China yields dip, curve steepens after another short-term rate cut

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SHANGHAI, Jan 24 (Reuters) - Benchmark Chinese government bond yields on Monday fell through a key level for the first time in nearly 20 months after the central bank announced its latest rate cut and as expectations grow for further easing to stabilise the slowing economy.

China's 10-year yield slipped below 2.7% for the first time since May 28, 2020, falling 2 basis points (bps) in early trade to 2.685% before retracing. It last stood at 2.720%.

Sharper falls at the short end of the curve drove the spread between Chinese 2-year and 10-year government bond yields to its highest since July 14, 2020.

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The 30-year yield slipped around 3 bps to 3.2625%, its lowest since April 10, 2020.

"The short-term is brought down by rate cuts, and long-term is not only affected by rate cuts but also by the economic outlook," said Wei He, China economist at Gavekal Research in Beijing.

"The base-line scenario that the market is now believing is that economic growth will recover in the next few months as a result of more policy easing despite the downward pressures for now (being) still big, which prevents long-term yields from falling much."

The fall in bond yields came after China's central bank lowered the funding cost of 14-day reverse repurchase agreements on Monday while injecting 150 billion yuan ($23.69 billion) into the banking system to "maintain stable liquidity ahead of the Lunar New Year." read more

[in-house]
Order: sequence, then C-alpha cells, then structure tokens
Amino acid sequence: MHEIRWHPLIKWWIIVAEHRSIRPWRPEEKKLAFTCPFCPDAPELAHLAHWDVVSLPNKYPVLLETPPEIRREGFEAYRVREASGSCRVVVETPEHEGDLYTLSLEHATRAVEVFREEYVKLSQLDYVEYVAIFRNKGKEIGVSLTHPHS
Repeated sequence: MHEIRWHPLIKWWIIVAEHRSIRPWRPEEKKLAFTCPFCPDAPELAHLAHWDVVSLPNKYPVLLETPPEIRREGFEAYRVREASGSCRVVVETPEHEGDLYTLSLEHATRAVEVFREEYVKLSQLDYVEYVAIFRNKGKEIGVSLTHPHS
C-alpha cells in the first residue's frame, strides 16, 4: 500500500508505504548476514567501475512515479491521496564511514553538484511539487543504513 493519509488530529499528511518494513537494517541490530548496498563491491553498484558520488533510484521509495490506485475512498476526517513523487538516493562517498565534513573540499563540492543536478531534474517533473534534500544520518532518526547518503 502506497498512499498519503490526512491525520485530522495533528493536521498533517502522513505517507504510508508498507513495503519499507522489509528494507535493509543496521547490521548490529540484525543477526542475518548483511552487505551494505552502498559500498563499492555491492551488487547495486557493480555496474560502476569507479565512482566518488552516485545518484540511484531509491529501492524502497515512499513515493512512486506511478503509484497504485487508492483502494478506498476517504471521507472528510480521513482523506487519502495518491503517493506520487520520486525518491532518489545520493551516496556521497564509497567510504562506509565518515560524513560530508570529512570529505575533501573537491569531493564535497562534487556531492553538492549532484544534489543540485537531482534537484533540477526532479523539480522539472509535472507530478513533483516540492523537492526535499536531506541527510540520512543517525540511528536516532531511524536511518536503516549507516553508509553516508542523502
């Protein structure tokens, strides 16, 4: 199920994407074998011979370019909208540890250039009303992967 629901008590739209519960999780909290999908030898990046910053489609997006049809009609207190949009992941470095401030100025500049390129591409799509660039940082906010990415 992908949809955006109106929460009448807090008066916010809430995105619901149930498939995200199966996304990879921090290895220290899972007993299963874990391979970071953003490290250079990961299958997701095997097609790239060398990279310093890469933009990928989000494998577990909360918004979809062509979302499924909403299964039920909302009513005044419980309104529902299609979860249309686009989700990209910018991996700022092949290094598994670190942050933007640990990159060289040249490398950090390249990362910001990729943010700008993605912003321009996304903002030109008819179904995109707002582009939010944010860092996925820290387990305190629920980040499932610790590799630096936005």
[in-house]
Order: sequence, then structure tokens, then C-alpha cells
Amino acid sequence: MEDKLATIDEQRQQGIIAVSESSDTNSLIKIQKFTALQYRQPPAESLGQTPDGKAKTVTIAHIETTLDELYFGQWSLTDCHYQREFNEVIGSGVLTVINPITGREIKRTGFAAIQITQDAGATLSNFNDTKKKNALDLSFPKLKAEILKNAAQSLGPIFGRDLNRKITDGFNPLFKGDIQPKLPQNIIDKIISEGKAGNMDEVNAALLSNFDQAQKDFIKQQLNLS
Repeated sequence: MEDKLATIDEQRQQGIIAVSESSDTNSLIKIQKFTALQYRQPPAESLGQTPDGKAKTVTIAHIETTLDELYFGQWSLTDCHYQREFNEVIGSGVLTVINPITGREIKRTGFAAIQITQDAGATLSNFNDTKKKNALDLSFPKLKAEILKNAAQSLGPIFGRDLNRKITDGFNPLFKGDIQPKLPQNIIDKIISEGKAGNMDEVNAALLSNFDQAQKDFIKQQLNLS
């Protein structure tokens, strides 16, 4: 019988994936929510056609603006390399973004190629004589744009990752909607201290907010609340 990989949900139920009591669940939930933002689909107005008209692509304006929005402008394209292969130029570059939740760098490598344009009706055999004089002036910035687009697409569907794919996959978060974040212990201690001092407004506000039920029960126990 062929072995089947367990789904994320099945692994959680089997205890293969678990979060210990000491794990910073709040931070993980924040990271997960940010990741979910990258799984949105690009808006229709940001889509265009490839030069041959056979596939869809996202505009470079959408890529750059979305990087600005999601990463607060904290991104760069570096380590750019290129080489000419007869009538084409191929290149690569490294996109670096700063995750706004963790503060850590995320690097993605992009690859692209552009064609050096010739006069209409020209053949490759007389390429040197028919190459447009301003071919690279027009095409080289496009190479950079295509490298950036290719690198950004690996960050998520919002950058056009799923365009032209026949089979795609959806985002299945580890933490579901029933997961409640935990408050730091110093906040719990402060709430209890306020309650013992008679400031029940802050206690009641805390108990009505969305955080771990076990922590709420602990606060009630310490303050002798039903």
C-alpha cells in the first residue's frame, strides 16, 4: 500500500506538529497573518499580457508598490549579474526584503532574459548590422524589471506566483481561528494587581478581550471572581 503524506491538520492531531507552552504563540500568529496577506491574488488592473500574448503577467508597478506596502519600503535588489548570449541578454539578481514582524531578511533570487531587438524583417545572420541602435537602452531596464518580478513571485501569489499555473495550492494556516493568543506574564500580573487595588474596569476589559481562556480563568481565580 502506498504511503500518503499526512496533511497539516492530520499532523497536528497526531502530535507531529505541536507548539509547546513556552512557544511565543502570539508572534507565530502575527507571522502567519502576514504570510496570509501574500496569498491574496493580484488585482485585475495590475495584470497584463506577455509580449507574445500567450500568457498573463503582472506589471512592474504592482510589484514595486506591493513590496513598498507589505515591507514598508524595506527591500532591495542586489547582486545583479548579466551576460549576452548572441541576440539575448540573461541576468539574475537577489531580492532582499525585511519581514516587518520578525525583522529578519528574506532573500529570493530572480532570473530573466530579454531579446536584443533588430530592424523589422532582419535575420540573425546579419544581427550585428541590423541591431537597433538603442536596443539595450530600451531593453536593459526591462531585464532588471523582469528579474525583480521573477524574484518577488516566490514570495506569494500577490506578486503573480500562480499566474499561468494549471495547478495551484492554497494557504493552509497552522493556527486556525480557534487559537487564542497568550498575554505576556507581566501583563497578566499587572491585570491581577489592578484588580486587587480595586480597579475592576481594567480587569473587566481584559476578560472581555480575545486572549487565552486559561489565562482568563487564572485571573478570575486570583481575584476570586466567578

Last Monday, China surprised markets by cutting the borrowing costs of its medium-term loans for the first time since April 2020, and also lowered a short-term lending rate. On Thursday loan prime rates (LPR) were reduced and on Friday the PBOC trimmed rates on its standing lending facility (SLF) loans. read more

Analysts expect more easing measures in China in coming months, even as other major global central banks begin tightening policy and withdrawing unprecedented amounts of liquidity pumped into their economies to cushion the impact of the COVID-19 pandemic.

"China has stepped up its policy easing intensity and frequency since late 2021," analysts at Goldman Sachs said in a note. "Policy support is becoming more evident across the fiscal and property cohorts, and policymakers' rhetoric has also turned more pro-growth in recent months."

($1 = 6.3325 Chinese yuan)

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Reporting by Andrew Galbraith; Editing by Christopher Cushing and Kim Coghill

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